The symbol of Britain's refusal to give up during that dark summer of 1940, the Spitfire won the hearts of both pilots and public in World War II. Regardless of the version, with either Rolls-Royce Merlin or Griffon power, all Spitfire cockpits are virtually identical and wonderfully compact. Climbing in really is (to use a very worn turn of phrase) like pulling the machine on. If everything is done correctly, the Spitfire is one of the easiest aircraft to start. The engine usually fires within two blades and runs like a clock.
While the Merlin-engine versions run very smoothly, the larger Griffon-engine machines feel as if they are angry. The sound from the exhaust stacks and the vibration transferred to the seat of the pants communicates visceral power, almost a desire to go kill something. Any hot-rod lover would enjoy this sensation of unbridled horsepower, this impatience to be turned loose and hunt. Every fighter I've been in is great fun to fly but only a very few are brutally straight about why they exist. The Griffon Spitfire is one such machine.
With enough warmth in the coolant and oil, a flip of the parking brake catch releases the brake lever on the spade control grip and the aircraft is taxiing with minimal power. The first time I had the opportunity to fly a British aircraft with this hand operated air brake system I was skeptical about it being very effective compared to hydraulic toe brakes. Within a very few minutes I was completely won over. It is far easier to manage, particularly on run up when one has to really stand on most American fighter rudder pedals. The source of high-pressure air is controlled by the brake lever on the spade control grip, or stick. The rudder pedals modulate the distribution of pressure to the left and right main wheel brakes. If the pedals are even, equal braking is applied to both sides; as one rudder pedal is applied then more brake pressure is fed to that side. Strength of application is delivered by the hand lever on the grip. The major benefit to all this is having one's feet and legs almost completely relaxed most of the time.
Lining up for take-off is intimidating with that Rolls-Royce engine sticking way out in front. There is no sense in thinking too much about it. Throttle up slowly to prevent a lurch to the right (if in a Griffon Spit where the propeller turns the opposite direction from American aircraft)...left foot moves forward almost in concert with the left hand to keep the nose straight. Monster torque shoves the right wing down rapidly, very much like the P-40, until full left aileron and full (give or take a minuscule amount) left rudder is held. The Rolls is a wounded dragon bellowing horrendously.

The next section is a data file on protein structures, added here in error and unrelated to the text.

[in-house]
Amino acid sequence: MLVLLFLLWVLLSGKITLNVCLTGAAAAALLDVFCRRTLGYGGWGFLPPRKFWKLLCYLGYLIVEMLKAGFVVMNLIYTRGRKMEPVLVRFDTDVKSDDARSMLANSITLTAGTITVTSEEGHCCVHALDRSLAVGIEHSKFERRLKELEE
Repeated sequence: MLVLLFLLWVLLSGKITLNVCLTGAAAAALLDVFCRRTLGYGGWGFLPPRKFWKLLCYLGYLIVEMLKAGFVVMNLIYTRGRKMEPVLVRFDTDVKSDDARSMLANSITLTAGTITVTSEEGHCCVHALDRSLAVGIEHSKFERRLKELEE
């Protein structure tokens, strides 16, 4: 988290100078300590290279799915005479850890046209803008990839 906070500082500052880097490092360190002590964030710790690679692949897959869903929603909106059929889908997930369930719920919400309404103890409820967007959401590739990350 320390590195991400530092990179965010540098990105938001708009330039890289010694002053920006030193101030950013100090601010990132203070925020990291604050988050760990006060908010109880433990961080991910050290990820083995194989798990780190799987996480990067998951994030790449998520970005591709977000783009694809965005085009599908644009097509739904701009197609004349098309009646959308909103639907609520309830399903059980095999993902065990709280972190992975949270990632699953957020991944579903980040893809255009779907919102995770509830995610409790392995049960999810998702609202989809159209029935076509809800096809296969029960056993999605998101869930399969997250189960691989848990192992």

There is so much raw power and noise, and you are so tightly focused on keeping everything under control, the actual lift-off at around 90 kts goes by almost unnoticed. Switch hands, move the gear lever down to disengage it from the slot, inwards through the gate and then smartly all the way forward, hold momentarily, then let go. If all is well, the lever snaps outwards through the upper gate, then springs back into the upper slot. Its easy to spot a new Spitfire pilot...the aircraft porpoises as the pilot changes hands and works the gear lever.
Sitting behind this demon V-12 churning out so much power is intoxicating...the earth falls away at a rapid rate, at least for something with a propeller. A look around reveals the excellent visibility out of the bubble canopy. This lessens, to a degree, the impression of being buried within a Spitfire, though that feeling of being a part of the machine does not change. The elevator is very light while the rudder is stiff and the ailerons even more so. Every Spitfire I've flown takes a bit more muscle to roll than most fighters. As speed increases both rudder and ailerons get heavier, resulting in a curious mismatch at high speed...one has to handle the almost oversensitive elevators with a light fingertip touch while arm-wrestling the stiff ailerons. Pilots had to keep this in mind during combat, particularly when going against the Fw 190 which had a sterling rate of roll and exceptionally well harmonized controls. That being said, the aircraft is very well balanced and delightful to maneuver. Whipping a Spit around the clouds ranks right up there at the top of aviation's great experiences.
The aircraft stalls like a Piper Cub. Though a wing tends to drop, there isn't the slightest mean streak in it unless you cob the power, which produces a very violent torque roll. Power off, gear and flaps down, main fuel tanks full, it stalls at 65 kts, which is ridiculously slow. Add a slight bit of power and that drops to 60 kts. With that enormous snout, I try to make a curving approach to landing at about 100 kts in order to keep the runway in sight as long as possible. By the time I'm rolling out across the field boundary, if at max landing weight, I should be no faster than 85 kts with power and 95 kts in a glide. At lighter weights these speeds can be reduced by 5 kts.
All Spitfires are exceptionally easy to land with no inherent tendency to swerve or groundloop. Just reduce power to idle, flare to a three point attitude and she sets down on a feather almost every time. This is a great surprise to most considering the narrow track undercarriage and full swivel, non-locking tailwheel. Why doesn't it drop a wing violently or make the pilot stomp on the rudders? I wish I knew. The genius of managing to combine light aircraft characteristics with such high performance is nothing short of miraculous compared to most other wartime tailwheel types. One or two landings in the Spitfire and you are in love for life.
Top Speed: 408 mph
Ceiling: 44,000 feet
Weight: 7,500 pounds
Armament: two 20mm cannon, four .303 caliber machine guns, 1,000 pounds of bombs or rockets